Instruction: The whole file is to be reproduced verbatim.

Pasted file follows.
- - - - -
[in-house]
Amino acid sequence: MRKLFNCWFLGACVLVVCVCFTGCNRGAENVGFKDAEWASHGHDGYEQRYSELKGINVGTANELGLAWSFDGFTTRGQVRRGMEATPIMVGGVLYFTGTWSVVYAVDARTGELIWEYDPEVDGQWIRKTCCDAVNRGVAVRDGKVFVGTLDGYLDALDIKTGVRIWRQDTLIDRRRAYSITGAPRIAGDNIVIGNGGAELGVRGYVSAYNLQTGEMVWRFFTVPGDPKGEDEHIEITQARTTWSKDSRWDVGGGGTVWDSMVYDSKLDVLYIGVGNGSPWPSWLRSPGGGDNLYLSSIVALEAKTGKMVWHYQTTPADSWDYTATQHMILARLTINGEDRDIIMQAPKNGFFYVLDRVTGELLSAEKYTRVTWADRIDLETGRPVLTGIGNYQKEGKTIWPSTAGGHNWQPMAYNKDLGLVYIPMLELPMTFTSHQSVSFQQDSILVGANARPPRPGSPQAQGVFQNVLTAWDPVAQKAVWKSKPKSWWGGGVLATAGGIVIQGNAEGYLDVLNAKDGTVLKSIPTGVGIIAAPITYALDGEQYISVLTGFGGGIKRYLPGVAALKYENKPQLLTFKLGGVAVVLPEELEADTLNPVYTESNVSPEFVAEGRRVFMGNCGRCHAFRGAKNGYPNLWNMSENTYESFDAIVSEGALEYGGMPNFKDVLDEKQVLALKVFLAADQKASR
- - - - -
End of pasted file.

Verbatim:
[in-house]
Amino acid sequence: MRKLFNCWFLGACVLVVCVCFTGCNRGAENVGFKDAEWASHGHDGYEQRYSELKGINVGTANELGLAWSFDGFTTRGQVRRGMEATPIMVGGVLYFTGTWSVVYAVDARTGELIWEYDPEVDGQWIRKTCCDAVNRGVAVRDGKVFVGTLDGYLDALDIKTGVRIWRQDTLIDRRRAYSITGAPRIAGDNIVIGNGGAELGVRGYVSAYNLQTGEMVWRFFTVPGDPKGEDEHIEITQARTTWSKDSRWDVGGGGTVWDSMVYDSKLDVLYIGVGNGSPWPSWLRSPGGGDNLYLSSIVALEAKTGKMVWHYQTTPADSWDYTATQHMILARLTINGEDRDIIMQAPKNGFFYVLDRVTGELLSAEKYTRVTWADRIDLETGRPVLTGIGNYQKEGKTIWPSTAGGHNWQPMAYNKDLGLVYIPMLELPMTFTSHQSVSFQQDSILVGANARPPRPGSPQAQGVFQNVLTAWDPVAQKAVWKSKPKSWWGGGVLATAGGIVIQGNAEGYLDVLNAKDGTVLKSIPTGVGIIAAPITYALDGEQYISVLTGFGGGIKRYLPGVAALKYENKPQLLTFKLGGVAVVLPEELEADTLNPVYTESNVSPEFVAEGRRVFMGNCGRCHAFRGAKNGYPNLWNMSENTYESFDAIVSEGALEYGGMPNFKDVLDEKQVLALKVFLAADQKASR